Green Mansions: A Romance of the Tropical Forest HTML version

Chapter IV
Perhaps I was not capable of thinking quite coherently on what had just
happened until I was once more fairly outside of the forest shadows--out in that
clear open daylight, where things seem what they are, and imagination, like a
juggler detected and laughed at, hastily takes itself out of the way. As I walked
homewards I paused midway on the barren ridge to gaze back on the scene I
had left, and then the recent adventure began to take a semi-ludicrous aspect in
my mind. All that circumstance of preparation, that mysterious prelude to
something unheard of, unimaginable, surpassing all fables ancient and modern,
and all tragedies--to end at last in a concert of howling monkeys! Certainly the
concert was very grand--indeed, one of the most astounding in nature---but still--I
sat down on a stone and laughed freely.
The sun was sinking behind the forest, its broad red disk still showing through the
topmost leaves, and the higher part of the foliage was of a luminous green, like
green flame, throwing off flakes of quivering, fiery light, but lower down the trees
were in profound shadow.
I felt very light-hearted while I gazed on this scene, for how pleasant it was just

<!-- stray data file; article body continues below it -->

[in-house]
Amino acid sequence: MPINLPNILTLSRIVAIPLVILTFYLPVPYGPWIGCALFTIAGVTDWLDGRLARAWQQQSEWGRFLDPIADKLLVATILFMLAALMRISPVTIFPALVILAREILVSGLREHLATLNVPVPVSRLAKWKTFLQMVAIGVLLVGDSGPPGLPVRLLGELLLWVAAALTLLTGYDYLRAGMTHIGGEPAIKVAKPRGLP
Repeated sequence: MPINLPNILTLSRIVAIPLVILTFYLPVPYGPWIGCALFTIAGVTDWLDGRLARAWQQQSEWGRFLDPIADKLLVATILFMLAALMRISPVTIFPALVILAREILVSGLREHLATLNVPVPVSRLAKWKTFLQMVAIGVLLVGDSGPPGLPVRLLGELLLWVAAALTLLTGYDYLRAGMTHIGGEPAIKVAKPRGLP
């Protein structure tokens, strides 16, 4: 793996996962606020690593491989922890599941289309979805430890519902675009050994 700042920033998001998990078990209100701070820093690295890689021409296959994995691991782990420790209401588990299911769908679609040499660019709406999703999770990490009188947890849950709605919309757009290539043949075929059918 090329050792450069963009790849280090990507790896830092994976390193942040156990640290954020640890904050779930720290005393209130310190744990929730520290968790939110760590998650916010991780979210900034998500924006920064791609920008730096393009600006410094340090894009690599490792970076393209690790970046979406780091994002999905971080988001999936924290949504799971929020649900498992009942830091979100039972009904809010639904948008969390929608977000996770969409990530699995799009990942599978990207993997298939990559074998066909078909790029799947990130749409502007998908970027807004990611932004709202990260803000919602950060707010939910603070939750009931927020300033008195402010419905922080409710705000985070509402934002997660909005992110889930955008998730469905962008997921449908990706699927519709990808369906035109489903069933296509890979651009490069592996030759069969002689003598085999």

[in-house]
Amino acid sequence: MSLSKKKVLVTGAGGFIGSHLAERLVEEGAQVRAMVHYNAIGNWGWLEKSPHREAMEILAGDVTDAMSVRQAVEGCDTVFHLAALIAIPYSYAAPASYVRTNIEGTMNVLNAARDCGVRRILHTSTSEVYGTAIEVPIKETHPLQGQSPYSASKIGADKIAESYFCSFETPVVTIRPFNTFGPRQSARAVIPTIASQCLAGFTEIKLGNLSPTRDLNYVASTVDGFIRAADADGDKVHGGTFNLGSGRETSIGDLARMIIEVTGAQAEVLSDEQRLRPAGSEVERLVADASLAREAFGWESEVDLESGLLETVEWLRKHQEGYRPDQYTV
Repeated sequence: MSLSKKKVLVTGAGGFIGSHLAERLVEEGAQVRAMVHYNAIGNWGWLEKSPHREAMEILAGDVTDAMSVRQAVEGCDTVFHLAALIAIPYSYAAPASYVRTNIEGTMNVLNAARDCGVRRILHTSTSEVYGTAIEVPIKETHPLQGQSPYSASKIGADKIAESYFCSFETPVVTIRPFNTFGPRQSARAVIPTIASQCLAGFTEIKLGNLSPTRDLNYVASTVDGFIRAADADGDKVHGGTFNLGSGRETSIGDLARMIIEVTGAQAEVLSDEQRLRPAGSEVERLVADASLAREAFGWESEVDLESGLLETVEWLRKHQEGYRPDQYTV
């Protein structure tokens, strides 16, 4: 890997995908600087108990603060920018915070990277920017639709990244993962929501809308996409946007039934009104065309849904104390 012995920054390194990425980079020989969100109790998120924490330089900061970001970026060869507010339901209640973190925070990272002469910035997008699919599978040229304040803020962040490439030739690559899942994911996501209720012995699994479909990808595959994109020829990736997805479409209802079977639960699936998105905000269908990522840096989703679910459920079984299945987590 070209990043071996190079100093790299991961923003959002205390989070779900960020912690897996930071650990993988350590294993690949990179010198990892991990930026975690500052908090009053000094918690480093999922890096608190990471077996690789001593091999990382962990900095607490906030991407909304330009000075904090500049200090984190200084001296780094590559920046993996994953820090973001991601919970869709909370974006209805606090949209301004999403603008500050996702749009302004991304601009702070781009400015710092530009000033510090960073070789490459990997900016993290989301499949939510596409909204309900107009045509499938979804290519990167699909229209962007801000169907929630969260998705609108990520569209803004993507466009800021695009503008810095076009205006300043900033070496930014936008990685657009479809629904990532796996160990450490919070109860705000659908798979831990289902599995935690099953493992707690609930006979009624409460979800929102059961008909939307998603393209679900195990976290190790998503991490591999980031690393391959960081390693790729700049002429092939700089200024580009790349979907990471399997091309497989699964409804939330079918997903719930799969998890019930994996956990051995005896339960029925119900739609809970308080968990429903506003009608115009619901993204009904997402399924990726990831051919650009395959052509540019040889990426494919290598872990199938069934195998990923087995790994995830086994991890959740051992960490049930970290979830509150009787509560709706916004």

now to think of the strange experience I had passed through--to think that I had
come safely out of it, that no human eye had witnessed my weakness, and that
the mystery existed still to fascinate me! For, ludicrous as the denouement now
looked, the cause of all, the voice itself, was a thing to marvel at more than ever.
That it proceeded from an intelligent being I was firmly convinced; and although
too materialistic in my way of thinking to admit for a moment that it was a
supernatural being, I still felt that there was something more than I had at first
imagined in Kua-ko's speech about a daughter of the Didi. That the Indians knew
a great deal about the mysterious voice, and had held it in great fear, seemed
evident. But they were savages, with ways that were not mine; and however
friendly they might be towards one of a superior race, there was always in their
relations with him a low cunning, prompted partly by suspicion, underlying their
words and actions. For the white man to put himself mentally on their level is not
more impossible than for these aborigines to be perfectly open, as children are,
towards the white. Whatever subject the stranger within their gates exhibits an
interest in, that they will be reticent about; and their reticence, which conceals
itself under easily invented lies or an affected stupidity, invariably increases with
his desire for information. It was plain to them that some very unusual interest
took me to the wood; consequently I could not expect that they would tell me
anything they might know to enlighten me about the matter; and I concluded that
Kua-ko's words about the daughter of the Didi, and what she would do if he blew
an arrow at a bird, had accidentally escaped him in a moment of excitement.
Nothing, therefore, was to be gained by questioning them, or, at all events, by
telling them how much the subject attracted me. And I had nothing to fear; my
independent investigations had made this much clear to me; the voice might
proceed from a very frolicsome and tricksy creature, full of wild fantastic
humours, but nothing worse. It was friendly to me, I felt sure; at the same time it